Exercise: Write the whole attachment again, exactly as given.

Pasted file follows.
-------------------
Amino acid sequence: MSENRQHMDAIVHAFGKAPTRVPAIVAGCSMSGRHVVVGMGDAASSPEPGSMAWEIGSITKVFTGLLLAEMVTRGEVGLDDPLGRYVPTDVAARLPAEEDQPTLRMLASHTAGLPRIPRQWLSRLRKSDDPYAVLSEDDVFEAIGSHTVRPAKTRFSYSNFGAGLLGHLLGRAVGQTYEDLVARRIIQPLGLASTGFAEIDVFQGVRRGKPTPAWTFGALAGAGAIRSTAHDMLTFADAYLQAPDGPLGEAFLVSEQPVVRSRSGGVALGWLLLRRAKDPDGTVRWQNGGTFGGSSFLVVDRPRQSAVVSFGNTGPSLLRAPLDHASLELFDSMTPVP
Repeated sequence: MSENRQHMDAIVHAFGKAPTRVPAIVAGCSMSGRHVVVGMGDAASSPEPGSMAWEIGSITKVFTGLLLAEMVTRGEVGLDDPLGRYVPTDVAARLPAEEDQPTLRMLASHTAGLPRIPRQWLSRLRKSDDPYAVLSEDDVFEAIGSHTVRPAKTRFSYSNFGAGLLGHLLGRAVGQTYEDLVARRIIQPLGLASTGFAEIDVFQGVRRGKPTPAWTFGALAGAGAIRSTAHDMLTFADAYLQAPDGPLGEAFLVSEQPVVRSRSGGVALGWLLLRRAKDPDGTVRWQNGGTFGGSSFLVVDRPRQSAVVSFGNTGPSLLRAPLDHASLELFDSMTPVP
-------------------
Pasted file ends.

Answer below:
Amino acid sequence: MSENRQHMDAIVHAFGKAPTRVPAIVAGCSMSGRHVVVGMGDAASSPEPGSMAWEIGSITKVFTGLLLAEMVTRGEVGLDDPLGRYVPTDVAARLPAEEDQPTLRMLASHTAGLPRIPRQWLSRLRKSDDPYAVLSEDDVFEAIGSHTVRPAKTRFSYSNFGAGLLGHLLGRAVGQTYEDLVARRIIQPLGLASTGFAEIDVFQGVRRGKPTPAWTFGALAGAGAIRSTAHDMLTFADAYLQAPDGPLGEAFLVSEQPVVRSRSGGVALGWLLLRRAKDPDGTVRWQNGGTFGGSSFLVVDRPRQSAVVSFGNTGPSLLRAPLDHASLELFDSMTPVP
Repeated sequence: MSENRQHMDAIVHAFGKAPTRVPAIVAGCSMSGRHVVVGMGDAASSPEPGSMAWEIGSITKVFTGLLLAEMVTRGEVGLDDPLGRYVPTDVAARLPAEEDQPTLRMLASHTAGLPRIPRQWLSRLRKSDDPYAVLSEDDVFEAIGSHTVRPAKTRFSYSNFGAGLLGHLLGRAVGQTYEDLVARRIIQPLGLASTGFAEIDVFQGVRRGKPTPAWTFGALAGAGAIRSTAHDMLTFADAYLQAPDGPLGEAFLVSEQPVVRSRSGGVALGWLLLRRAKDPDGTVRWQNGGTFGGSSFLVVDRPRQSAVVSFGNTGPSLLRAPLDHASLELFDSMTPVP